Wednesday, December 10, 2014

Running Commentary

My seventh grader has joined the track team. I've known since he was in utero that this kid was born to run, but it was only this year that he became eligible for modified sports. Ben loves to run and is great at long jumps and sprints, so I've been talking up the track team to him since last year. He's been excited since I mentioned it and his enthusiasm never waned, not even when I told him they'd be practicing outside two hours a day, five days a week. Not even when I told him track season is from December to February (he hates the cold as much as I do). And not even when it rained and snowed the first week of practice and he was exhausted from running one, two, three miles.

He still loves it.

What's better is that he is in a great mood every night when I pick him up from practice, no matter if he has homework or other chores to take care of after dinner. It's like this is the sport he was born for.

When the weekend comes, they can't just not run. Training requires commitment and stamina, so he has a practice schedule for either Saturday or Sunday. Stretching, core workout, warm-up and then 25-40 minutes of running. I knew I couldn't send him outside to do this alone, so the family agreed we'd ALL train with Ben on the weekends, and he'd be in charge--our coach, as it were. This weekend was our first outing.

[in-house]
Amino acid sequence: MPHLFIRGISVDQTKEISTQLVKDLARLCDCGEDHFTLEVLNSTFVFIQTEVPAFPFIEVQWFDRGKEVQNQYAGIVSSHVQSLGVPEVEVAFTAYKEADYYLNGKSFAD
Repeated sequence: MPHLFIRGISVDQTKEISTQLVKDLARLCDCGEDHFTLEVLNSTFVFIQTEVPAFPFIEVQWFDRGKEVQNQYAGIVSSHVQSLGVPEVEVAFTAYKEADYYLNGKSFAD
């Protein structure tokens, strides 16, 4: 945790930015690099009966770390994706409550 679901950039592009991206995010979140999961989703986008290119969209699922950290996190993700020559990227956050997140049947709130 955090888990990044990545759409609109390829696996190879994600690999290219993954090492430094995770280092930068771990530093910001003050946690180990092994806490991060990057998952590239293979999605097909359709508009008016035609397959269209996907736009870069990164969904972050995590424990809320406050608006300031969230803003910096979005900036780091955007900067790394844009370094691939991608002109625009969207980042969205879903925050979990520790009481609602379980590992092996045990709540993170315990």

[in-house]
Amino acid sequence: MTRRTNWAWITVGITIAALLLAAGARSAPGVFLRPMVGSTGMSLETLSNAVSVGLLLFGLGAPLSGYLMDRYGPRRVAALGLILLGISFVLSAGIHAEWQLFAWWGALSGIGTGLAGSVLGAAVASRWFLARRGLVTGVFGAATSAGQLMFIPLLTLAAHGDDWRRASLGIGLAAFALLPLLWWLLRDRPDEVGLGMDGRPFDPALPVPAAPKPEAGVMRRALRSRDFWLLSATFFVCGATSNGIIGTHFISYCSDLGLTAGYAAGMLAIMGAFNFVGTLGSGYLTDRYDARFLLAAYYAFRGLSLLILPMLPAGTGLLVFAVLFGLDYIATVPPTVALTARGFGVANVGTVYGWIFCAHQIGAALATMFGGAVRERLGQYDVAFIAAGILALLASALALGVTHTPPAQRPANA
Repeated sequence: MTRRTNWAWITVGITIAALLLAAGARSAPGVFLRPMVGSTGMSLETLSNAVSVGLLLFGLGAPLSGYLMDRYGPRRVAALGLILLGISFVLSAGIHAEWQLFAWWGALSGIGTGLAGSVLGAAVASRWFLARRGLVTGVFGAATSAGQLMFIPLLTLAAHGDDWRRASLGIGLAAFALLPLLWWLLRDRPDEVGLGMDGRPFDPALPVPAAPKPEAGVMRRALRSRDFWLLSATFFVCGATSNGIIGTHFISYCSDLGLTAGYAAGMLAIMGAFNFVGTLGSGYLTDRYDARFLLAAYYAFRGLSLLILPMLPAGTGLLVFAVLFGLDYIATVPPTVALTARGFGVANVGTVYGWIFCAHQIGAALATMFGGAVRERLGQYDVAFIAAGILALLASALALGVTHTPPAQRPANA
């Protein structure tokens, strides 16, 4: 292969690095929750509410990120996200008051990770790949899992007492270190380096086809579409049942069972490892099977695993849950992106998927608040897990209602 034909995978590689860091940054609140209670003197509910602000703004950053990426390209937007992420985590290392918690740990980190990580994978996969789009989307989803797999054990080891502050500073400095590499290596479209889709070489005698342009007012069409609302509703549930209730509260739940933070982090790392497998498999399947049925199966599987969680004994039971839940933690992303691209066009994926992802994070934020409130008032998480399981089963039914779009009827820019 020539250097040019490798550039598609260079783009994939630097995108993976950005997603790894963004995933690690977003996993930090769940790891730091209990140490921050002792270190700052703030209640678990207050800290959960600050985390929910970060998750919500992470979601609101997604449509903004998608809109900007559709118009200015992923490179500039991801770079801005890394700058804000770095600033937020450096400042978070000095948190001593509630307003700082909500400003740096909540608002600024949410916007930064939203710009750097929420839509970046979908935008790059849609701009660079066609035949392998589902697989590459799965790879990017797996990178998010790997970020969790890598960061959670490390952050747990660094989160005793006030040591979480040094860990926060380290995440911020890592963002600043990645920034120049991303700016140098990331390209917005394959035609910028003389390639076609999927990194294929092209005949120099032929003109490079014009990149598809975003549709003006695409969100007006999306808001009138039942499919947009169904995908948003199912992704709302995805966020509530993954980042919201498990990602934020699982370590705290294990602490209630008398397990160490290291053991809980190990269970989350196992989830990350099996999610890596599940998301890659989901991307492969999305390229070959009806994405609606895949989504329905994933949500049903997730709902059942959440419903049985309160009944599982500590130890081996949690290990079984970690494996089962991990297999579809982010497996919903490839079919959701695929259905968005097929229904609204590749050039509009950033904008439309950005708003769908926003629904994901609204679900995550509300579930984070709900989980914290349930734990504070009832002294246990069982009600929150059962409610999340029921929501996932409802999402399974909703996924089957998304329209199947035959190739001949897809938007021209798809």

You never fully appreciate how out of shape you are until you start exercising with someone who does it all the time. I knew when I got winded during the warm up that I might have a tough time. Fortunately, my husband and older son were with us. Stretching? No problem. Core workout? Not terrible. A slow run on level ground around our neighborhood? Manageable. As a team.

We all ran the first block together. When we got to the second block, Ben, his brother and my husband continued to run and I slowed to a fast walk to catch my breath and clear my throat. I caught up at the end of the block and ran back with them. On the next block, we all ran together. But when we turned around, Ben and I left my husband and older son in the dust. By the fourth block, it was still just me and Ben and, though I was cold, I kept going. That's when he told me he hadn't really wanted to run with his family but it turned out to be fun. You can't fault the kid for his honesty, but I really should press him to find out what was fun and why he didn't want to do it with us.

My husband and I let the brothers run the last block together and mused about how out of shape we were. But we also agreed that the camaraderie and group support of Ben was important, and it definitely helped to get him to do his weekend workout. We covered two miles and Ben was very proud. He's going to make a great runner. And if the rest of us don't keel over, maybe we'll get in better shape by default. It's certainly something to aim for. Here's hoping for a mild winter, at least on weekends.

Thursday, November 6, 2014

Soothing the Savage Beast